Chivot: How do you store users’ information, share the data, and help your users make sense of the insights?
Groot: All our data is stored in Ireland, and we use Amazon Web Services (AWS). We are able to share quite a few insights with organizers. These are anonymous insights, but still interesting.
Grip is featured in quite a few of those tech events that bring together startups and investors. There is an expectation from organizers that the connection between these two types of actors is obvious, and the fact that it is a typical feature of these events would be what adds value to it. With our system, we noticed that this assumption doesn’t hold. What happens in reality is that, while startups really want to meet with investors, investors often want to meet with other investors. What organizers think is a unique selling proposition (USP), is actually not a USP at all. With Grip, organizers can really zoom in on that investor-to-investor networking, by offering the possibility for investors to request meetings with each other on the platform, but also to make options such as organizing an investor dinner more visible.
To give you another example of interesting insights we generate, we compared the interest in blockchain based on our networking data with the interest in blockchain on Google Trends within the same two-year period. We observed the exact same trend, with interest significantly increasing during 2017, reaching a peak in early 2018, and then a drop. Behavior that emerges in search data coincides with people’s networking interests.
Chivot: What would your technology need to improve to provide better quality, more sophisticated matchups, and an improved user experience? What do you wish to do now with Grip’s technology that cannot be achieved yet?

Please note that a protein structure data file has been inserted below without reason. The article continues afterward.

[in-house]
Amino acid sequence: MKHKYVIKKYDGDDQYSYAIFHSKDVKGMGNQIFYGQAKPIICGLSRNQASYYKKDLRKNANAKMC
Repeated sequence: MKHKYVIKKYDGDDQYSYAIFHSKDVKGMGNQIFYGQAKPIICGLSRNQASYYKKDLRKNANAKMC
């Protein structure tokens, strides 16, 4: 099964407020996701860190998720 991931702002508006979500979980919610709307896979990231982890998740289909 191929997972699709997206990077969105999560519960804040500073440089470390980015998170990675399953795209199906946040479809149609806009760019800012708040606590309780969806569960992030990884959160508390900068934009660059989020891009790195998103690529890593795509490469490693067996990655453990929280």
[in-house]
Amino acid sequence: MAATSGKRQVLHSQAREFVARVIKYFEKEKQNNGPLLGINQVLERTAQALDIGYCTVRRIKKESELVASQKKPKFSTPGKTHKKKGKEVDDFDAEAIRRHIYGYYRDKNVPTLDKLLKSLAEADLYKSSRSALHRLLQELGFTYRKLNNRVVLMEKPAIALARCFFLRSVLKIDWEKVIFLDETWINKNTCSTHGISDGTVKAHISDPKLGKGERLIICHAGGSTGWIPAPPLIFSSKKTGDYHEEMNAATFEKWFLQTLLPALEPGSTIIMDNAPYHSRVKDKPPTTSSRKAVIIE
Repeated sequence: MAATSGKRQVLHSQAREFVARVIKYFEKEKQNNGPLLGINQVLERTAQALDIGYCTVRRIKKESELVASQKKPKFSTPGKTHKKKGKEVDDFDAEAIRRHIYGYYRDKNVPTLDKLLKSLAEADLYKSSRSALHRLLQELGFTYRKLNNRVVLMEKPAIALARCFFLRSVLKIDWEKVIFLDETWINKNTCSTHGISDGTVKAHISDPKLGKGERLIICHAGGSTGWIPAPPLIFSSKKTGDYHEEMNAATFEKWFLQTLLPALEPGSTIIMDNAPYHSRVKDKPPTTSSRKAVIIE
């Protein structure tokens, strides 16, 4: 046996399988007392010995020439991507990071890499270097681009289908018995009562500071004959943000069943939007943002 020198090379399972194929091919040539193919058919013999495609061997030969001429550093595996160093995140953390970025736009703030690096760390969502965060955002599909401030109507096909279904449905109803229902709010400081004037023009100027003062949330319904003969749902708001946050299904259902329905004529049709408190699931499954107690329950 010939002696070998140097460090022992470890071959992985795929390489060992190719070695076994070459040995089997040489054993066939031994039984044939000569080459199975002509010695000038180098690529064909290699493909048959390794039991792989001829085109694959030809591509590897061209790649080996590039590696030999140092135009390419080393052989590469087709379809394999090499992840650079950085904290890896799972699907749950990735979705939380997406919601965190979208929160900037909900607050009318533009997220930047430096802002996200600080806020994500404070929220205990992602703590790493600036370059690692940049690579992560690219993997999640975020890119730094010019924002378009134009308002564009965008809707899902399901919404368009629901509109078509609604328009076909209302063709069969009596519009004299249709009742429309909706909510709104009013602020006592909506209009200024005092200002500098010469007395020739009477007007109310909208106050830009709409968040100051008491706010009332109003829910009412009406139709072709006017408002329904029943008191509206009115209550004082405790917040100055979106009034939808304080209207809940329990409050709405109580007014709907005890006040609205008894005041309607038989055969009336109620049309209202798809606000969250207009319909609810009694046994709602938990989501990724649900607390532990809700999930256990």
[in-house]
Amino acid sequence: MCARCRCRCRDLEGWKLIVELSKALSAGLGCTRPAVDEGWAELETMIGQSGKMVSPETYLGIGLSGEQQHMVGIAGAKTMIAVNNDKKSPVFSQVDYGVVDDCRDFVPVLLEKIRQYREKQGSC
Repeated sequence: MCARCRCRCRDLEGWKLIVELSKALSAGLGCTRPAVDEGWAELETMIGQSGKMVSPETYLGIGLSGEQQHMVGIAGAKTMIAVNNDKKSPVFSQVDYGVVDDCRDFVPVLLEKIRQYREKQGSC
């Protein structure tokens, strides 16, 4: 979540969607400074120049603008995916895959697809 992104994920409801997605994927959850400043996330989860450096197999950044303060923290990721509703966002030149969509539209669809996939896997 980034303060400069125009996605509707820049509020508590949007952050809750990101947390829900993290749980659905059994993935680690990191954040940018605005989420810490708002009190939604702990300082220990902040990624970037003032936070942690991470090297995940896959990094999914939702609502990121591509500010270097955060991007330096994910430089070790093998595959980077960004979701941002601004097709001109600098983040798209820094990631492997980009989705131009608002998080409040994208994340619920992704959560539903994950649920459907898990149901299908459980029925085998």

Groot: The more interesting elements we could include would be about expanding recommendations, for instance recommending to users particular sessions which, based on their data, are the most relevant to their interests. Another way we could improve our algorithm is by getting more data. A huge part of an algorithm’s quality is the data that you feed them. We are aiming to connect more with exhibitors to provide better vendor experience, as this could give us access to more data sources to further enrich the system’s recommendations and outcomes. For example, if we could identify and get a better understanding of an exhibitor’s existing clients, we could connect that exhibitor to similar profiles present at the event—potential clients—thereby providing additional commercial opportunities. In addition, if we could gain more data from visitors, we could connect them with contacts that are more relevant to their existing connections.
Chivot: Your system has been used at several events around the world. How quickly have users picked it up? Do you notice any difference across countries, cultures, and professional environments in the ways in which people network?
Groot: Americans are way better at networking than Europeans. More switched-on, sales-driven culture in the way they see, think, and interact. In Europe, people are more passive, it takes much more for them to get out of their shells—and although they are open to using our application as much as the Americans, they are slower technology-adapters in general. Otherwise, we have done some events in the Middle East and in Asia, but we don’t have enough data yet to form a clear picture to compare with more cultures.